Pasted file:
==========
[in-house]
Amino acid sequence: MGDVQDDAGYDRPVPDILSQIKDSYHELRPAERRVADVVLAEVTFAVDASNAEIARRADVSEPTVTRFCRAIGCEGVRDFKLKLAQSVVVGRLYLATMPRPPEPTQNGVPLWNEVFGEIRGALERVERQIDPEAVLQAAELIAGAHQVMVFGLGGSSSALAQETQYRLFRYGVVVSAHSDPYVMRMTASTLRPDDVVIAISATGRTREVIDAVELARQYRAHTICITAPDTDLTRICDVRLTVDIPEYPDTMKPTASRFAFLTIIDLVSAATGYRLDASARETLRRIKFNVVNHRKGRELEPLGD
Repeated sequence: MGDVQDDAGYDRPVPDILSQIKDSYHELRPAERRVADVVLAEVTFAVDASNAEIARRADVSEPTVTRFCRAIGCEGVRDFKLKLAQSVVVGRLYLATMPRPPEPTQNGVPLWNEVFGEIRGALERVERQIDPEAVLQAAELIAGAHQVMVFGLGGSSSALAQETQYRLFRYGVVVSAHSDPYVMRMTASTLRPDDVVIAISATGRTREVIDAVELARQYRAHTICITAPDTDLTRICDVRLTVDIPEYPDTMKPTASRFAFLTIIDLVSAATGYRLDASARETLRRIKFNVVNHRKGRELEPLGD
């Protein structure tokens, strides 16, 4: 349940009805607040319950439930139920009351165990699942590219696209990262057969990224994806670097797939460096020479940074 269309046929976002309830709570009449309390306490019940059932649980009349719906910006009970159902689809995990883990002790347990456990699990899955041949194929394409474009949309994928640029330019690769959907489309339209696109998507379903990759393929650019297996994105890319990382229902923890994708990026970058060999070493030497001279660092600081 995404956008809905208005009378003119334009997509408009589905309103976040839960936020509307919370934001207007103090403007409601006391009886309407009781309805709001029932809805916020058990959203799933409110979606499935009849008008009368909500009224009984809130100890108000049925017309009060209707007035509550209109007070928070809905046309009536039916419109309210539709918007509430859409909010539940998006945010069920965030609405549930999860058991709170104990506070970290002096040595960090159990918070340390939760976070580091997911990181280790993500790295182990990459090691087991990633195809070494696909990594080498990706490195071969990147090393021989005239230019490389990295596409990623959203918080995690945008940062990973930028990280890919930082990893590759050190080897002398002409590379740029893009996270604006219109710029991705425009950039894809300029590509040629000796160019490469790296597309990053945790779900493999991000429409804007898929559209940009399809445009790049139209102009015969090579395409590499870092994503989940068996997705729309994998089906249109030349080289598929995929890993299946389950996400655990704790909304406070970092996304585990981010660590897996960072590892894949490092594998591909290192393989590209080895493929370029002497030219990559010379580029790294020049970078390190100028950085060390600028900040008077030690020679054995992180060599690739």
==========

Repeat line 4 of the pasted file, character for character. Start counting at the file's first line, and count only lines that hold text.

């Protein structure tokens, strides 16, 4: 349940009805607040319950439930139920009351165990699942590219696209990262057969990224994806670097797939460096020479940074 269309046929976002309830709570009449309390306490019940059932649980009349719906910006009970159902689809995990883990002790347990456990699990899955041949194929394409474009949309994928640029330019690769959907489309339209696109998507379903990759393929650019297996994105890319990382229902923890994708990026970058060999070493030497001279660092600081 995404956008809905208005009378003119334009997509408009589905309103976040839960936020509307919370934001207007103090403007409601006391009886309407009781309805709001029932809805916020058990959203799933409110979606499935009849008008009368909500009224009984809130100890108000049925017309009060209707007035509550209109007070928070809905046309009536039916419109309210539709918007509430859409909010539940998006945010069920965030609405549930999860058991709170104990506070970290002096040595960090159990918070340390939760976070580091997911990181280790993500790295182990990459090691087991990633195809070494696909990594080498990706490195071969990147090393021989005239230019490389990295596409990623959203918080995690945008940062990973930028990280890919930082990893590759050190080897002398002409590379740029893009996270604006219109710029991705425009950039894809300029590509040629000796160019490469790296597309990053945790779900493999991000429409804007898929559209940009399809445009790049139209102009015969090579395409590499870092994503989940068996997705729309994998089906249109030349080289598929995929890993299946389950996400655990704790909304406070970092996304585990981010660590897996960072590892894949490092594998591909290192393989590209080895493929370029002497030219990559010379580029790294020049970078390190100028950085060390600028900040008077030690020679054995992180060599690739």